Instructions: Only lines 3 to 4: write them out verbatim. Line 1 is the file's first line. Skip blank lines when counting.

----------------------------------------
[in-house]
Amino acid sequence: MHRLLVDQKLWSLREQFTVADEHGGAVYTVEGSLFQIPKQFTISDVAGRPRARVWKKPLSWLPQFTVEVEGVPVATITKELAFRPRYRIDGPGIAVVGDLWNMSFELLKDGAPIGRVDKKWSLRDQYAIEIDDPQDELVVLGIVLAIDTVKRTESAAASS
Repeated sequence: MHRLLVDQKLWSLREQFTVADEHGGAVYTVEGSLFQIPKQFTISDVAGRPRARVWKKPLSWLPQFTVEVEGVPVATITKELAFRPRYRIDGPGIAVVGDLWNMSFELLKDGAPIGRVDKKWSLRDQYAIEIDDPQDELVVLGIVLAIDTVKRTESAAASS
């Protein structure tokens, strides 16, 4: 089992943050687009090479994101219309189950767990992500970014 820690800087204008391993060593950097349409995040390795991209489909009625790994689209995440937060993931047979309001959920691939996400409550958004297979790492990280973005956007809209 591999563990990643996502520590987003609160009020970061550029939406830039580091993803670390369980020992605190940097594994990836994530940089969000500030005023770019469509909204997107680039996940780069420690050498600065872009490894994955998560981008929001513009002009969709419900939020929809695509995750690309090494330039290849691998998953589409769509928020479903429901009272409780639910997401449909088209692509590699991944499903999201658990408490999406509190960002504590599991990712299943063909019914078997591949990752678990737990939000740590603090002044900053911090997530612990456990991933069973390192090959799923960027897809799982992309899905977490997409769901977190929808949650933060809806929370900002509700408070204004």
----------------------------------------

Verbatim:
Repeated sequence: MHRLLVDQKLWSLREQFTVADEHGGAVYTVEGSLFQIPKQFTISDVAGRPRARVWKKPLSWLPQFTVEVEGVPVATITKELAFRPRYRIDGPGIAVVGDLWNMSFELLKDGAPIGRVDKKWSLRDQYAIEIDDPQDELVVLGIVLAIDTVKRTESAAASS
């Protein structure tokens, strides 16, 4: 089992943050687009090479994101219309189950767990992500970014 820690800087204008391993060593950097349409995040390795991209489909009625790994689209995440937060993931047979309001959920691939996400409550958004297979790492990280973005956007809209 591999563990990643996502520590987003609160009020970061550029939406830039580091993803670390369980020992605190940097594994990836994530940089969000500030005023770019469509909204997107680039996940780069420690050498600065872009490894994955998560981008929001513009002009969709419900939020929809695509995750690309090494330039290849691998998953589409769509928020479903429901009272409780639910997401449909088209692509590699991944499903999201658990408490999406509190960002504590599991990712299943063909019914078997591949990752678990737990939000740590603090002044900053911090997530612990456990991933069973390192090959799923960027897809799982992309899905977490997409769901977190929808949650933060809806929370900002509700408070204004």